Articles by alphabetic order
A B C D E F G H I J K L M N O P Q R S T U V W X Y Z
 Ā Ī Ñ Ś Ū Ö Ō
1 2 3 4 5 6 7 8 9 0


Abhinavagupta on Reflection (Pratibimba) in the Tantra

From Chinese Buddhist Encyclopedia
Jump to navigation Jump to search




by Mrinal Kaul1



Abstract In the celebrated tantric manual, the Tantrāloka, Abhinavagupta (fl.c. 975–1025 CE) and his commentator Jayaratha (fl.c. 1225–1275 CE) establish a nondual S ´aiva theory of reflection (pratibimbavāda) (3.1-65) using the key metaphors of light (prakāśa) and reflective awareness (vimarśa). This paper attempts to explain the philosophical problem of reflection from the standpoint of these nondual S ´aivas. It also evaluates the problem in its hermeneutical context, analysing multiple layers of meaning and interpretation. Is the metaphor of reflection only a way of explaining the particular currents of the S ´aiva phenomenology represented by the concepts of prakāśa and vimarśa? What philosophical problem does Abhinavagupta seek to solve by complicating the category of reflection and giving it a quasi-paradoxical status? Why does he use the model of the subtle elements (tanmātras) to explain the theory of reflection? What does the ‘untaintedness (nairmalya) of the mirror of consciousness’ mean for his system? These questions form the focus of this paper.


Keywords Reflection · pratibimba · Abhinavagupta · Tantra¯loka · pratibimbavāda · Trika · S ´aivism · Prakāśa · Vimarśa · Jayaratha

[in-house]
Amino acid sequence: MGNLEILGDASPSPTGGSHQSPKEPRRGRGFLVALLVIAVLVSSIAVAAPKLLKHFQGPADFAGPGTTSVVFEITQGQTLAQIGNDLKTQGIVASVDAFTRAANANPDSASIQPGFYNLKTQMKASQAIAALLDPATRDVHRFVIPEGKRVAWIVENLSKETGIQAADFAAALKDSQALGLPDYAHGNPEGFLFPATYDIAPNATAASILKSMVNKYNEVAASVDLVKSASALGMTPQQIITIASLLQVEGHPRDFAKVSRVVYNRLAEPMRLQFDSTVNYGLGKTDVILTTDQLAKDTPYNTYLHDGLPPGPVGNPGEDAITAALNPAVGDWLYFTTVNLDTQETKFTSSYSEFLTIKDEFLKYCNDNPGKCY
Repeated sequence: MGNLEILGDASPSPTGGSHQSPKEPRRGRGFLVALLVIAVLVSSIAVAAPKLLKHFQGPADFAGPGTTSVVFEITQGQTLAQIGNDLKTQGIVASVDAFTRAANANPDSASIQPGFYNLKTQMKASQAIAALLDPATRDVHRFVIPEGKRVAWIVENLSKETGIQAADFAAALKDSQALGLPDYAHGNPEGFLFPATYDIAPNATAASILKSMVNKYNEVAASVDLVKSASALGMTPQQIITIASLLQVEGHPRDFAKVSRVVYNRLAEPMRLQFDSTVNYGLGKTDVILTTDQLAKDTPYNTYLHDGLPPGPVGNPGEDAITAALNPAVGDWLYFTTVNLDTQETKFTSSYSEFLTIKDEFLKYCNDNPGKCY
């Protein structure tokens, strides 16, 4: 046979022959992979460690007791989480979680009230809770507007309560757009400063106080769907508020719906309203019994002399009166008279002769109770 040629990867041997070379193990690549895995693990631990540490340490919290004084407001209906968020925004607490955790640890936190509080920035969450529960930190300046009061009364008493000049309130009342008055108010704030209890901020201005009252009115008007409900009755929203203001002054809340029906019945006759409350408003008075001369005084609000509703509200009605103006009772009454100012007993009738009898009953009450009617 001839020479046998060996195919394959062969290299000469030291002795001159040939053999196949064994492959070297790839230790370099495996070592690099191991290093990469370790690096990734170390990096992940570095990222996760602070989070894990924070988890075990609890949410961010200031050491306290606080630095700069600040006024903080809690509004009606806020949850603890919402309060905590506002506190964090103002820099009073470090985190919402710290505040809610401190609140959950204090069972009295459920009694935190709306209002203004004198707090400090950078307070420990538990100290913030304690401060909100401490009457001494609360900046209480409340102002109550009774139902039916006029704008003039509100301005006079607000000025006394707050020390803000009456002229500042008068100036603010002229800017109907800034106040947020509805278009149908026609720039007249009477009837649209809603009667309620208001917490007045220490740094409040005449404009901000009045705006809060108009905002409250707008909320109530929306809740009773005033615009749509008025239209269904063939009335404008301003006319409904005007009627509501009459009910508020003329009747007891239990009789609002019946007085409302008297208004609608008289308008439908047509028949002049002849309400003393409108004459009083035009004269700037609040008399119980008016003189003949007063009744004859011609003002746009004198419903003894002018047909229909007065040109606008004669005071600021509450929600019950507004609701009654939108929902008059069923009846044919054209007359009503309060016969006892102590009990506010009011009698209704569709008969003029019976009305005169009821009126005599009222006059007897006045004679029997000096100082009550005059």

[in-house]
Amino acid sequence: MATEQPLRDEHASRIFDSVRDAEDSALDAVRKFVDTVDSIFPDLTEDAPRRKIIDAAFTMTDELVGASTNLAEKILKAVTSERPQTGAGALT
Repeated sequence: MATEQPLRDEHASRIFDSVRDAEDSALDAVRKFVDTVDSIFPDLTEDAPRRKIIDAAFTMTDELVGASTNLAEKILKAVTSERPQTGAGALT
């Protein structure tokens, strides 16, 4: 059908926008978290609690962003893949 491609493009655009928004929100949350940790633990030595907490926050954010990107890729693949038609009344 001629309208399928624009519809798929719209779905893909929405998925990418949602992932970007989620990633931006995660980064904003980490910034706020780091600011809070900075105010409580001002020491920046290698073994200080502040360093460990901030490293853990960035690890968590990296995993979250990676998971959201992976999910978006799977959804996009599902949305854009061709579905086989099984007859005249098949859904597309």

Abbreviations I ¯PK Īśvarapratyabhijñākārikā → TORELLA 2002 I ¯PV Īśvarapratyabhijñāvimarśinī I ¯PVB Bhāskarī I ¯PVV Īśvarapratyabjijñāvivṛttivimarśinī KSTS Kashmir Series of Texts and Studies

& Mrinal Kaul mrinal.kaul@stx.oxon.org

1 Manipal Centre for Humanities, Manipal Academy of Higher Education (MAHE), Manipal, Karnataka, India


MVUT Mālinīvijayottaratantra NT Netratantra NTU Netratantroddyota PHr ˙ Pratyabhijñāhṛdaya PS Paramārthasāra PSV Paramārthasāravivṛti PTV Parātriśikāvivaraṇa SBUM Svabodhodayamañjarī → TORELLA 2000 SN Spanda-nirṇaya S ´S Śivasūtra S ´SV Śivasūtra-vārttika SvT Svacchandatantra SvTU Svacchandatantrodyota TA ¯ Tantrāloka TAK III Tantra¯bhidha¯nakos ´a III → RASTELLI and GOODALL 2013 TA ¯ V Tantrālokaviveka TS Tantrasāra TU Tantroccaya VBV Vijñānabhairava-vivṛti VM Vāmakeśvarīmata-vivaraṇa YS Yogasūtra Abhinavagupta (fl.c. 975–1025 CE), the preeminent non-dual Trika S ´aiva philosopher of Kashmir, engages with the ‘theory of reflection’ (pratibimbavāda) in several of his works, viz. the Tantrāloka (TA ¯ ) (3.1-65), Tantrasāra (TS-3), Tantroccaya (TU-3), Parātriśikāvivaraṇa (PTV), Paramārthasāra (PS) (verses 6–13), Īśvarapratyabhijñā-vimarśinī (I ¯PV) 1.2.8 and 2.4.19, and Īśvarapratyabhijñā-viṛttivimarśinī (I ¯PVV) 1.2.8 and 2.4.19. In the TA ¯ , apart from explicating the theory of reflection (pratibimbavāda) in the first 65 verses of chapter three, Abhinavagupta discusses this again in verses 268–294ab1 of the same chapter, where he engages with the topic of absorption in S ´ivahood (śāṃbhavasamāveśa) as the state of emancipation while living (jīvanmukti). While the TS and the TU, which are short summaries of the TA ¯, touch upon the theory of reflection only briefly, the PTV explores the pratibimbavāda in detail from the linguistic-cosmological point of view.2 In both the TA ¯ and the PTV, the idea of ontological categories (tattvas) is complexly placed in relation to the emanation of the phonemes in S ´aiva cosmology.3 In addition, as noted by David Lawrence,4 there are a few other 1 TA ¯ 3.267 cd: alam anyena bahunā prakṛte’ tha niyujyate || See also Jayaratha’s comment in the TA ¯V thereupon:athetyānantaryetadito’anantaraṃprakṛtaṃviśvacitpratibimbatvādyevaprastūyateityarthaḥ||. 2 See Ba ¨umer (2011) for details on this topic. One may also see the relevant parts of Padoux (1992) and Singh (1988). 3 Apart from the contribution of Padoux (1992) on Abhinavagupta’s philosophy of language, one may also see Biernacki (2013), Lawrence (1998, 2008), and Torella (1999, 2001, 2004). 4 Lawrence (2005, p. 592, fn. 39).